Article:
The Ninth Circuit Court of Appeals has reversed a district court decision and ruled that the Office of the U.S. Trade Representative (USTR ) failed to conduct an adequate search for documents in response to a Freedom of Information Act (FOI A) request by environmental interests relating to the U.S.-Canada softwood lumber agreement. Ctr. for Biological Diversity v. USTR, No. 10-35102 (9th Cir. 9/16/11) (unpublished).

The United States signed the agreement with Canada in 2006, resolving litigation in the United States and elsewhere and ending anti-dumping and countervailing duty orders on softwood lumber from Canada. In 2007, the Center for Biological Diversity sought information from USTR on the disbursement of $450 million in duty deposits slated for distribution to promote “meritorious initiatives” as part of the agreement. Alleging that the agency had failed to turn over documents in its possession under FOI A, the center sued in December 2007. The district court held that USTR had conducted an adequate search and properly withheld certain documents under FOI A exemptions and dismissed the complaint. Plaintiffs appealed.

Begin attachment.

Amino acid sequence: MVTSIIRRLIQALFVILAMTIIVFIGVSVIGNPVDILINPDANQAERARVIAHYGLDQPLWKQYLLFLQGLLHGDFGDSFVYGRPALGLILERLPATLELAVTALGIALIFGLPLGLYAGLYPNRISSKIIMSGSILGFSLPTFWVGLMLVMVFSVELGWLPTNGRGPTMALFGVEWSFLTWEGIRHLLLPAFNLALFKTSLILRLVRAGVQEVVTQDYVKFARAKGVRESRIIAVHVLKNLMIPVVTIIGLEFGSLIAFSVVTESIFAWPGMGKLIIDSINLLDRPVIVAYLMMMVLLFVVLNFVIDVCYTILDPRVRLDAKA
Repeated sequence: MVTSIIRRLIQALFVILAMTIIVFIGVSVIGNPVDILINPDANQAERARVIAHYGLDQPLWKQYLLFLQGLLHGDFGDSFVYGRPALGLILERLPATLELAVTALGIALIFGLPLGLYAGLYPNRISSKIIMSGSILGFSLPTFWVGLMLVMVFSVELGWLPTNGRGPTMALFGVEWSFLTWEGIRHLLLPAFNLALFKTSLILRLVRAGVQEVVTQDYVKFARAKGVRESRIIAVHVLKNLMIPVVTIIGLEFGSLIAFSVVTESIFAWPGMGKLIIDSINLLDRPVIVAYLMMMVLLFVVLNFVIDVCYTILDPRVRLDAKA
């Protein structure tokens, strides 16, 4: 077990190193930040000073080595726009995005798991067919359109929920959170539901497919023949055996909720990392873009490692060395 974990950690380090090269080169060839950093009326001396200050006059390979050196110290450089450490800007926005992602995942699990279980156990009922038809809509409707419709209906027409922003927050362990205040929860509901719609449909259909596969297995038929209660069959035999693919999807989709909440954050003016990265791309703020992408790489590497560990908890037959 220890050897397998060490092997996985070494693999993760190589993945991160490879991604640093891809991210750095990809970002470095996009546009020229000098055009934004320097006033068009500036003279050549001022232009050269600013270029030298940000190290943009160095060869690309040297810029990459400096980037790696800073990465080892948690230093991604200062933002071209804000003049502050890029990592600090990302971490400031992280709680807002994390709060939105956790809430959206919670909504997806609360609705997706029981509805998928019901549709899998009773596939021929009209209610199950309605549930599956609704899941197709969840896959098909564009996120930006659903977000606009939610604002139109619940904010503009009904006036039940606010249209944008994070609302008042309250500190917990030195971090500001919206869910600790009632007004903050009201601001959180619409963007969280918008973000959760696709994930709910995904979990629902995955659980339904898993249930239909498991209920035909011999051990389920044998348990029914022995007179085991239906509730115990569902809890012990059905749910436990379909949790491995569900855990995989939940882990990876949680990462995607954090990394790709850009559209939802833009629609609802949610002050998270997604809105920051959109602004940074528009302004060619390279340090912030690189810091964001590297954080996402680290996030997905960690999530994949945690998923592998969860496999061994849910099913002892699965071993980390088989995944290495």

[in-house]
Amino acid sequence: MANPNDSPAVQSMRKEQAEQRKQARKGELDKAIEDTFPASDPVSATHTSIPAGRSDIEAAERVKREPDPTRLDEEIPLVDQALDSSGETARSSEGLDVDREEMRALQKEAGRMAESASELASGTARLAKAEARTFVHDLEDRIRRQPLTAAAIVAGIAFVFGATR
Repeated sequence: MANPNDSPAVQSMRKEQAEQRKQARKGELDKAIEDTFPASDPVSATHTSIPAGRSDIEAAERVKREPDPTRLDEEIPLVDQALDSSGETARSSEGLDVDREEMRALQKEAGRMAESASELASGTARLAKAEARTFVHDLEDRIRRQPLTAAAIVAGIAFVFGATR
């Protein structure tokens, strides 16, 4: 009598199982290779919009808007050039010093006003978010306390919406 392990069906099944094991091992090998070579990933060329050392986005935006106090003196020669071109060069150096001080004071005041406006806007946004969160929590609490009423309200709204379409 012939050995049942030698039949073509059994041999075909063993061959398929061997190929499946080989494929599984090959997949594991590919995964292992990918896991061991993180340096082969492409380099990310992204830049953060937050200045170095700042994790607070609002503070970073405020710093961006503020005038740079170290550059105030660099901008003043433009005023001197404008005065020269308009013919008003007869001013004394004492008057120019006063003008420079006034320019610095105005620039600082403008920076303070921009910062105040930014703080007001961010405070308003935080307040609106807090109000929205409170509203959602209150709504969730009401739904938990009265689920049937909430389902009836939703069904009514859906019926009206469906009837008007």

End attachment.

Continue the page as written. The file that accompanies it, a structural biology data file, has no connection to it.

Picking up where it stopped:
The appellate court held that USTR had improperly limited its search to documents from June 2006 on, even though the settlement that established the meritorious initiatives program was reached in April 2006. The court also found that USTR improperly withheld some documents under exemptions designed to protect sensitive personnel records and privileged documents. On remand, the court ordered the agency to present the district court with more information on how it conducted its searches and why additional searches were not possible.